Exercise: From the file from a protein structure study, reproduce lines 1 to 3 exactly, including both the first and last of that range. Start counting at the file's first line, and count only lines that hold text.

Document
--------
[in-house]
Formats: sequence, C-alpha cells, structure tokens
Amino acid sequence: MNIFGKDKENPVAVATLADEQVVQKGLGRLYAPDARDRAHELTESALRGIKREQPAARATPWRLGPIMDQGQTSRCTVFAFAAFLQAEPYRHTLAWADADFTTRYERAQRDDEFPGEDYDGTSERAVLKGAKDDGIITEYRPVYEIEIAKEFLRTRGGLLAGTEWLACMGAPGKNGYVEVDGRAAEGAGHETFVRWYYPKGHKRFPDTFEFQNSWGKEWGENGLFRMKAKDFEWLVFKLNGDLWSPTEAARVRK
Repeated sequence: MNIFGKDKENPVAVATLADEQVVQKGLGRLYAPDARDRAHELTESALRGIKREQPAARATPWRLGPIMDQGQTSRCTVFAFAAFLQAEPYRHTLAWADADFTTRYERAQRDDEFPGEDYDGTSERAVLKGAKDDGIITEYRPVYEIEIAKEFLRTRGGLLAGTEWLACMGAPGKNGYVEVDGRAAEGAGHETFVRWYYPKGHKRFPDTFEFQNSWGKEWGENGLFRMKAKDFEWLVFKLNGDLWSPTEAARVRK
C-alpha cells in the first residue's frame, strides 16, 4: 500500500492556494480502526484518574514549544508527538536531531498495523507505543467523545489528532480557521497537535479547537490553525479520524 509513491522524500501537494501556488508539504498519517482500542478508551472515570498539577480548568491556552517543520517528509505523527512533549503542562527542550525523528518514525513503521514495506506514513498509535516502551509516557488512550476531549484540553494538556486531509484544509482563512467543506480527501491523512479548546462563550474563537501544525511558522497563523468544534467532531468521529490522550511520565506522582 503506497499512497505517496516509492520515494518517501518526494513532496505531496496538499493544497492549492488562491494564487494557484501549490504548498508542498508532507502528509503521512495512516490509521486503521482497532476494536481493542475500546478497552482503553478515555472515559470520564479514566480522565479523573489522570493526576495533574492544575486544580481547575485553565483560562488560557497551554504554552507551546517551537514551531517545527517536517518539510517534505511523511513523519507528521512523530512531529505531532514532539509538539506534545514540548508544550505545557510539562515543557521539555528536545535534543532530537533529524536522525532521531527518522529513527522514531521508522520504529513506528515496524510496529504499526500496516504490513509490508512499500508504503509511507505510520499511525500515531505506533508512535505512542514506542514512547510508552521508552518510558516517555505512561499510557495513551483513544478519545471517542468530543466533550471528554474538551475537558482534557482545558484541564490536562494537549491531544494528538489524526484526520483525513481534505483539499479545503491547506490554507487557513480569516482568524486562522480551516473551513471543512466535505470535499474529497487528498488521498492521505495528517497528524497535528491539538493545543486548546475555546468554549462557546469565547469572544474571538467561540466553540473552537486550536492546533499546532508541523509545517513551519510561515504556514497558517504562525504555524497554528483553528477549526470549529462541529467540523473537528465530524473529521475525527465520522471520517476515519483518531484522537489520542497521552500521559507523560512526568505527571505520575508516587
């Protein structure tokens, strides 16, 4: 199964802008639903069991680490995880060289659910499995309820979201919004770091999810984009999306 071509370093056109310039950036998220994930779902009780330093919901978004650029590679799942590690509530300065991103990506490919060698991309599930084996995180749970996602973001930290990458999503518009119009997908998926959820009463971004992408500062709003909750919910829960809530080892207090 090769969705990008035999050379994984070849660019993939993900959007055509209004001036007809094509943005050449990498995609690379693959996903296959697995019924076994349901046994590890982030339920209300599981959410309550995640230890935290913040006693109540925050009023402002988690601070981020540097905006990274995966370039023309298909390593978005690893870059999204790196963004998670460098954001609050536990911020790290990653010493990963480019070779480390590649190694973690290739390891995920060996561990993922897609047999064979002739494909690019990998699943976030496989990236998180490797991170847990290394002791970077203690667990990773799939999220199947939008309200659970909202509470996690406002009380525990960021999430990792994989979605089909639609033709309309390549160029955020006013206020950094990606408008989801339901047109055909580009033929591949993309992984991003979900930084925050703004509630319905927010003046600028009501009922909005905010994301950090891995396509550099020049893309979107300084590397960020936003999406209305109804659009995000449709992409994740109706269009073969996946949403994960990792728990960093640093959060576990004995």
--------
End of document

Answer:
[in-house]
Formats: sequence, C-alpha cells, structure tokens
Amino acid sequence: MNIFGKDKENPVAVATLADEQVVQKGLGRLYAPDARDRAHELTESALRGIKREQPAARATPWRLGPIMDQGQTSRCTVFAFAAFLQAEPYRHTLAWADADFTTRYERAQRDDEFPGEDYDGTSERAVLKGAKDDGIITEYRPVYEIEIAKEFLRTRGGLLAGTEWLACMGAPGKNGYVEVDGRAAEGAGHETFVRWYYPKGHKRFPDTFEFQNSWGKEWGENGLFRMKAKDFEWLVFKLNGDLWSPTEAARVRK